If analysed carefully, the results point to the SP-BSP alliance being much more than a pact; rather, it is a broader social alliance of a majority of OBCs and SCs in UP. However, some OBCs and SCs had reservations about such a pact, due to the SP and the BSP being sworn political foes for over two decades. The growing competition for political participation and developmental aspirations among these rising sections of society also contributed to the further fragmentation of the OBC and SC vote base. When Mayawati declared her support to the Samajwadi Party and Akhilesh Yadav accepted it gratefully, it sent a political signal that trickled down remarkably efficiently among cadres and through the entire swathe of voters. As if in a trice, a social alliance of sorts was formed between sections of OBCs and SCs. Of course, solidarity of such a temporary nature cannot cut through deeper differences.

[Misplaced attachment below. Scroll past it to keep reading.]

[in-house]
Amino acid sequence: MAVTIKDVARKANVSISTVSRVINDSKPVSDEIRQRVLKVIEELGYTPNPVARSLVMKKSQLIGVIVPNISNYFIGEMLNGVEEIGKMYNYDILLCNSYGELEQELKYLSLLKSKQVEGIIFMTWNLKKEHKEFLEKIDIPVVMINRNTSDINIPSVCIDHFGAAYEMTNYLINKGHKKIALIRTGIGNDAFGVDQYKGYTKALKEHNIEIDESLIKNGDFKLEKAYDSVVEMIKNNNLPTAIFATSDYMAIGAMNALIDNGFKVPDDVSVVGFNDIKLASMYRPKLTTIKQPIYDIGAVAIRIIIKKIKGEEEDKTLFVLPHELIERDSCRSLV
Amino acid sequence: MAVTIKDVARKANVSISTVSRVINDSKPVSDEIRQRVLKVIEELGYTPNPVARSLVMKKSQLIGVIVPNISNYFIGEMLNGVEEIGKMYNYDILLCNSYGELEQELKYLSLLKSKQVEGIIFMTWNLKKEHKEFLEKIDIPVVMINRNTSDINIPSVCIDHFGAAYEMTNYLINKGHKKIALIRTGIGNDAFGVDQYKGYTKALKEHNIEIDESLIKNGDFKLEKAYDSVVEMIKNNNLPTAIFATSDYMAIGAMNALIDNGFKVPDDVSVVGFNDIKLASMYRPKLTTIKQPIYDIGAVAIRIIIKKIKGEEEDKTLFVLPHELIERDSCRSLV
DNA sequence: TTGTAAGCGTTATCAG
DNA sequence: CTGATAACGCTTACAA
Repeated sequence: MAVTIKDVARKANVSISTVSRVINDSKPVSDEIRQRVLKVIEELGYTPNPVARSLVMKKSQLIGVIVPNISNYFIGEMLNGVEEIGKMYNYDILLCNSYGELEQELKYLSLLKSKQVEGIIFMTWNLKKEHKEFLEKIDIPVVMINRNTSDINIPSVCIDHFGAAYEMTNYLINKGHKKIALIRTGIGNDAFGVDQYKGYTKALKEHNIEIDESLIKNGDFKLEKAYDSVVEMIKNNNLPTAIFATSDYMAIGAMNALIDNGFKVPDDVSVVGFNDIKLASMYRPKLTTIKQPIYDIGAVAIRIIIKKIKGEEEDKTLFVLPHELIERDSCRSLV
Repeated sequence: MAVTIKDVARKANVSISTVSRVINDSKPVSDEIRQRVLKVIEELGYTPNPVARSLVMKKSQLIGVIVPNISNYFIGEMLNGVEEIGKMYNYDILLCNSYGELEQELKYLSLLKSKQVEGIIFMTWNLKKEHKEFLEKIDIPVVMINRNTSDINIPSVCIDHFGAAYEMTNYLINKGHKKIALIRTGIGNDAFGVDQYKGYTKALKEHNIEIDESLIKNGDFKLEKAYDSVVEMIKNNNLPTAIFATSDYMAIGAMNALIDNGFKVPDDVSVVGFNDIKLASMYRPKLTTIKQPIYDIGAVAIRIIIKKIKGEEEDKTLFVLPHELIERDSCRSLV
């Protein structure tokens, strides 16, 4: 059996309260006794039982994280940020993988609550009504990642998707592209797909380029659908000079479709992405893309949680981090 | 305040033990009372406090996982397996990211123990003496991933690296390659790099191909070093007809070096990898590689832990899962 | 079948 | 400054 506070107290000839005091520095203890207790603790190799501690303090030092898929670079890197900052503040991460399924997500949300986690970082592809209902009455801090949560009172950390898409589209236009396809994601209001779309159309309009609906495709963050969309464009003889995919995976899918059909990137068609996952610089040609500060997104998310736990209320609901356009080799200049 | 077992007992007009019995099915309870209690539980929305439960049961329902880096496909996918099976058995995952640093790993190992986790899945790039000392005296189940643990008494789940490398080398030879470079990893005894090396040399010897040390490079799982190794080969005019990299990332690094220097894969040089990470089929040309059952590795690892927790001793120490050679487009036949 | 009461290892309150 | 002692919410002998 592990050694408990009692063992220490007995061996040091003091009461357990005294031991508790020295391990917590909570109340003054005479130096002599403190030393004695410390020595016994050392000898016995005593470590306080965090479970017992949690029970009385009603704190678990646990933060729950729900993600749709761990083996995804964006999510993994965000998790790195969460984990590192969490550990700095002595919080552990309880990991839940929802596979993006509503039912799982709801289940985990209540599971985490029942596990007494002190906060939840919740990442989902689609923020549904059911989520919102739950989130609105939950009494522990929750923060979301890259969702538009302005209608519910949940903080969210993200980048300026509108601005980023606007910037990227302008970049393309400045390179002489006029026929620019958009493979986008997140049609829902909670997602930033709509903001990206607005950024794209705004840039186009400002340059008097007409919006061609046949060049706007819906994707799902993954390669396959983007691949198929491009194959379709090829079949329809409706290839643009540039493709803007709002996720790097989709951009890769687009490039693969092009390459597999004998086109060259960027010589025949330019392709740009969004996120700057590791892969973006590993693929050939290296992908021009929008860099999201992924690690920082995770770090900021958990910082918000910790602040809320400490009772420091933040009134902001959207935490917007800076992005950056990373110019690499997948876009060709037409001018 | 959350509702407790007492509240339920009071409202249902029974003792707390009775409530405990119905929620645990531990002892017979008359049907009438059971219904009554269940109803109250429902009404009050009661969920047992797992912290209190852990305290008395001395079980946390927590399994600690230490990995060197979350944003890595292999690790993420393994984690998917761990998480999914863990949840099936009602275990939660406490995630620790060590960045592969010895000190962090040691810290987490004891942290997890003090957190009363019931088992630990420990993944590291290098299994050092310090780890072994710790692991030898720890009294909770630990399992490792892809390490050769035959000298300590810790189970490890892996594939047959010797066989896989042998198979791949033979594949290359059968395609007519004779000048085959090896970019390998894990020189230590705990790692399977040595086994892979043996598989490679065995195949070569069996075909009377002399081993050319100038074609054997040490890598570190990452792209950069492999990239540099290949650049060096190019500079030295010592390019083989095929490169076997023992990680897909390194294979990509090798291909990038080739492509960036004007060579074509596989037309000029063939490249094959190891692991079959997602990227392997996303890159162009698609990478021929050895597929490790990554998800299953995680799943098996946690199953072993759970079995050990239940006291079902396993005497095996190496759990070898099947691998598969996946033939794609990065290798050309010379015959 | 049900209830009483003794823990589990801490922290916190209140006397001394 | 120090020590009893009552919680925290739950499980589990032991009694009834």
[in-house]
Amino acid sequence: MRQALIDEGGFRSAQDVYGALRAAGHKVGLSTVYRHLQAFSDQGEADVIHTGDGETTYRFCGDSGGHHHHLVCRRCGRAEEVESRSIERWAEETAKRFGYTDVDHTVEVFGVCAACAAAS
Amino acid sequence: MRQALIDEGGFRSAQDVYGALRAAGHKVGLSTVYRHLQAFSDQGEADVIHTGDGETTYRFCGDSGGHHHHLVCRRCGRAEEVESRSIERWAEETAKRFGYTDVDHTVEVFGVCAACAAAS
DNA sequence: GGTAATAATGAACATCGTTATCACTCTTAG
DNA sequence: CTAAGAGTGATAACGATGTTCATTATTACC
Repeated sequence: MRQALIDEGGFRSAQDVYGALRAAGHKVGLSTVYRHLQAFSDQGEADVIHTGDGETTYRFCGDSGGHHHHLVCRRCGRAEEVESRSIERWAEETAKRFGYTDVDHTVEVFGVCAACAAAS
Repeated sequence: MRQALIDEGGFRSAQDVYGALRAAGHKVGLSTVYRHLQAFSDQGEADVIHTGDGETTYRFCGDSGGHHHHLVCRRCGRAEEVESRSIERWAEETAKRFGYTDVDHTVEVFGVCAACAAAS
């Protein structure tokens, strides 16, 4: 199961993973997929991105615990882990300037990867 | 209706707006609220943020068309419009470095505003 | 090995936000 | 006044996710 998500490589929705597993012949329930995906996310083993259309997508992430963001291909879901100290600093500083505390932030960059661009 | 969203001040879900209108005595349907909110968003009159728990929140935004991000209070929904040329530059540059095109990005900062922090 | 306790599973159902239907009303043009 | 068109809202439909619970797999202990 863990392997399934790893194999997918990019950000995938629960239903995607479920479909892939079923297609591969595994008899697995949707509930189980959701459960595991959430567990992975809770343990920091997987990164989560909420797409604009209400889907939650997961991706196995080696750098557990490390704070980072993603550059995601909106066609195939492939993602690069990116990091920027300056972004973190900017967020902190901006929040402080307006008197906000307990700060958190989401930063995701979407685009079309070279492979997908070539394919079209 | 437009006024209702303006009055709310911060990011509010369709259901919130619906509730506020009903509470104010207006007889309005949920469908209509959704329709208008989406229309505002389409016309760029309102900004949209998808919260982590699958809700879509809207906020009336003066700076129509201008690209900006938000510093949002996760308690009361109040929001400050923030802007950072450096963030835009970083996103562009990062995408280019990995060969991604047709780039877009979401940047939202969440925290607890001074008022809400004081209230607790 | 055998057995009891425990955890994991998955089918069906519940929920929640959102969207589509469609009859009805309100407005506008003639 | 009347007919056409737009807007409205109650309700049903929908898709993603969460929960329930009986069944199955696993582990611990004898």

In spite its traditional connects with Apna Dal—who are partners in the BJP-led NDA at the Centre—the Patel community, which has a strong presence in Phulpur, voted in favour of SP, along with Yadavs and a section of Muslims and Dalits. In Gorakhpur, it seems a similar OBC-Dalit caste alliance worked well for the SP, diminishing the traditional pull of the Gorakhpur math and its chief, Yogi Adityanath. Adityanath is known for his personal connect with voters in this area. In Gorakhpur, Nishad, Pasi and other marginalised castes voted together with OBCs and MBCs. Indeed, the result suggests that this widespread caste alliance superseded Adityanath’s influence. It reminds us of the SP-BSP alliance and its success in UP electoral politics 25 year back. The result also suggests that the SP and the BSP, who were losing their grip over their vote bases in last few elections due to the dual onslaught of Narendra Modi’s charisma and a ruthlessly efficient election machine crafted by Amit Shah, are now recovering slowly. It is a hint that they are going to regain their voters enormously in coming elections. The bypoll results also suggest a creeping disillusionment among BJP voters due to various reasons.